Fox boss James Murdoch could be next Disney CEO in possible merger – report

 James Murdoch could be the next CEO of Disney, a report says. Photograph: Neil Hall/Reuters

If companies follow through on possible Disney takeover of Fox, James and his father, Rupert, could take top jobs, Financial Times reports.

The Fox boss James Murdoch is reportedly being considered as a potential successor to Bob Iger, chief executive of Walt Disney, if the two companies reach agreement on a possible takeover.

According to the Financial Times, Rupert Murdoch and his younger son, James, could take senior roles at a combined company if a deal is struck. Iger, 66, is due to retire in 2019 and James Murdoch, 44, currently chief executive of 21st Century Fox and chairman of the satellite broadcaster Sky, is a possible successor.

Disney began holding on-and-off discussions to take over some of Fox’s major assets last month. The sale would include Fox’s movie studio, cable channels and international units – Sky and Star India. It could be worth more than $60bn and would reshape the media landscape.

But Disney is not Fox’s only suitor. Comcast, the US’s largest cable operator and owner of NBC Universal, the TV network and movie studio company, is also reported to be assessing a bid, as is Verizon, the largest US telecoms group.

Neither company was immediately available for comment. “No promises have been made,” one person briefed on the talks told the FT.

Any such deal is likely to run into trouble with shareholders who have consistently criticized the Murdochs over corporate governance. The takeover comes as their stewardship is under question following a series of sexual harassment charges at Fox. Those allegations have triggered an official inquiry by the Competition and Markets Authority in the UK into plans to buy the rest of Sky.

Iger has been Disney’s boss since 2005 and is one of the most highly rated executives in media. The company has, however, struggled to groom a successor. Disney’s chief operating officer, Tom Staggs, once seen as Iger’s top pick, resigned in 2016 after the board failed to assure him he would be Iger’s heir. More recently, Facebook’s chief operating officer, Sheryl Sandberg, has been tipped as a potential hire.

The possible Fox sale comes in as the media landscape is being reshaped by the entry of new players including Apple, Amazon and Netflix. Pressure on cable subscriptions and competition for assets has set off a wave of mega-deals.

AT&T is in the midst of an $85.4bn takeover of Time Warner, but that deal is now struggling. The US justice department sued to block the deal last month, arguing that a takeover would “substantially lessen competition, resulting in higher prices and less innovation for millions of Americans”.

That deal is now heading to court, with AT&T suggesting the justice department stepped in because of Donald Trump’s open antipathy to the “fake news” he claims is being generated by Time Warner’s CNN.

Comcast, too, was heavily criticized by US officials during its ultimately successful bid for NBC Universal in 2009, and regulators appear concerned about media mergers that combine content – films and TV – with delivery – cable and satellite.

According to the FT, the Murdochs favour a deal with Disney, as they believe it poses the lowest regulatory risk. Competition from the tech giants may have strengthened arguments for the merger of content companies.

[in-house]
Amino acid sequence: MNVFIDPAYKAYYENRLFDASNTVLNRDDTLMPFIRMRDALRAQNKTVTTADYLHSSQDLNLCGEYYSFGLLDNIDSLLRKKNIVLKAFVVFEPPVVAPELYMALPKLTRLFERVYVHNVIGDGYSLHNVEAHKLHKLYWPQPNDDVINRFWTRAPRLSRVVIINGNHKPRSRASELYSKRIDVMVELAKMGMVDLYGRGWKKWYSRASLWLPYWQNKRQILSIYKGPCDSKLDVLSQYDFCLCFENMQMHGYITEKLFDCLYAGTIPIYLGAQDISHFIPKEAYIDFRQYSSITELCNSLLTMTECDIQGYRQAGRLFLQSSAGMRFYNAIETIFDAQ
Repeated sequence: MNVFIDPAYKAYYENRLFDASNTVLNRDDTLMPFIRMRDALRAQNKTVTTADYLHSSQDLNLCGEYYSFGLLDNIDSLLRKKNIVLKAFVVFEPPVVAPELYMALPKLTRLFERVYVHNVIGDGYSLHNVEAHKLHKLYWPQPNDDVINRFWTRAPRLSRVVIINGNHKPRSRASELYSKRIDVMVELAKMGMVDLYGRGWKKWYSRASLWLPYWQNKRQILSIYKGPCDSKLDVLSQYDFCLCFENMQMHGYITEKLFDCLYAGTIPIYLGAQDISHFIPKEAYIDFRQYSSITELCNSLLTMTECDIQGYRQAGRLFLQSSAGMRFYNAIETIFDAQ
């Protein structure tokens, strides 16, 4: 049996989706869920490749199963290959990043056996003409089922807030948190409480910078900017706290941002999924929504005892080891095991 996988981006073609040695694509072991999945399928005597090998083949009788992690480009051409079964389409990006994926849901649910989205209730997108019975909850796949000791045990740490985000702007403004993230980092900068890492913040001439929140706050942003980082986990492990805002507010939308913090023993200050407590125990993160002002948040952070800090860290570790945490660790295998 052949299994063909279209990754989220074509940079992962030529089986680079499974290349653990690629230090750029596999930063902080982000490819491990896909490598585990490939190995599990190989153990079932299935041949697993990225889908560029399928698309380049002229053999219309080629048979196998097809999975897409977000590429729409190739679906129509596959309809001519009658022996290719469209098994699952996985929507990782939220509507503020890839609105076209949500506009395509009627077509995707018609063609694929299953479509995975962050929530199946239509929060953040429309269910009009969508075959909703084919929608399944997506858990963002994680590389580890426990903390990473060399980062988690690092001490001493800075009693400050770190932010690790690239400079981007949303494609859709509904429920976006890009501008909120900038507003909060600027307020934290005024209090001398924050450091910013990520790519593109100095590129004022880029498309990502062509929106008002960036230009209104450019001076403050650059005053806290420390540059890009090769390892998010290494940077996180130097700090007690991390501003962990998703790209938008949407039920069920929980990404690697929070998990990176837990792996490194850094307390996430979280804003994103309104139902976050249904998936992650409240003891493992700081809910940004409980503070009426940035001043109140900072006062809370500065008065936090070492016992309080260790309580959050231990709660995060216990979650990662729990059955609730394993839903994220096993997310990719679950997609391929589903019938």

According to CNBC, which first broke the news of the discussions, Disney and Fox are now close to making an agreement and an announcement could come as early as next week.

The sale of the Murdochs’ prime media assets would leave them with control of News Corp, which owns a portfolio of newspapers – including the Times, the Wall Street Journal and the Sun.


Rupert Murdoch’s apparent willingness to sell most of 21st Century Fox to Disney suggests the media mogul’s interest in taking full control of Sky has unexpectedly diminished.

The Sky deal has proved problematic for the Murdochs since their bid was first announced last December, with the takeover facing regulatory hurdles and political opposition in the UK, with allegations of sexual harassment at Fox News being one of the reasons used to justify referring the takeover to the competition watchdog.

It had widely been considered that it was a longstanding ambition of Murdoch to take full control of Sky. The mogul has not completely controlled the company since 1990, consistently holding just 39% of the shares. He also tried to buy it in 2011, but the takeover was derailed at the last minute by the phone-hacking scandal at the News of the World.

A sale to Disney of the Sky stake and the 20th Century Fox film studio would therefore represent a dramatic U-turn in strategy for the family and raise questions about their ambitions in the media industry. Rupert Murdoch has traditionally been a buyer of assets rather than a seller and, given that he is 86 years old, the Disney deal would leave a diminished family empire for his sons Lachlan and James.

As a result, some believe that talks of a sale of are exaggerated. One senior media source said the leak of the talks between Disney and Fox could be Rupert Murdoch “playing games”. They added: “This is either putting a ‘for sale’ sign up on their assets, or it is a message to Time Warner that they have a last chance to join them.”

Fox tried to buy Time Warner, the owner of Warner Brothers, HBO and CNN, in a $80bn (then £46.7bn) deal three years ago. It eventually withdrew its bid after failing to reach an agreement with Time Warner, which subsequently struck a deal with telecoms group AT&T. However, this tie-up is yet to be approved by President Trump’s administration and a story last week by the Wall Street Journal – a Murdoch newspaper – said that the government may attempt to block the transaction.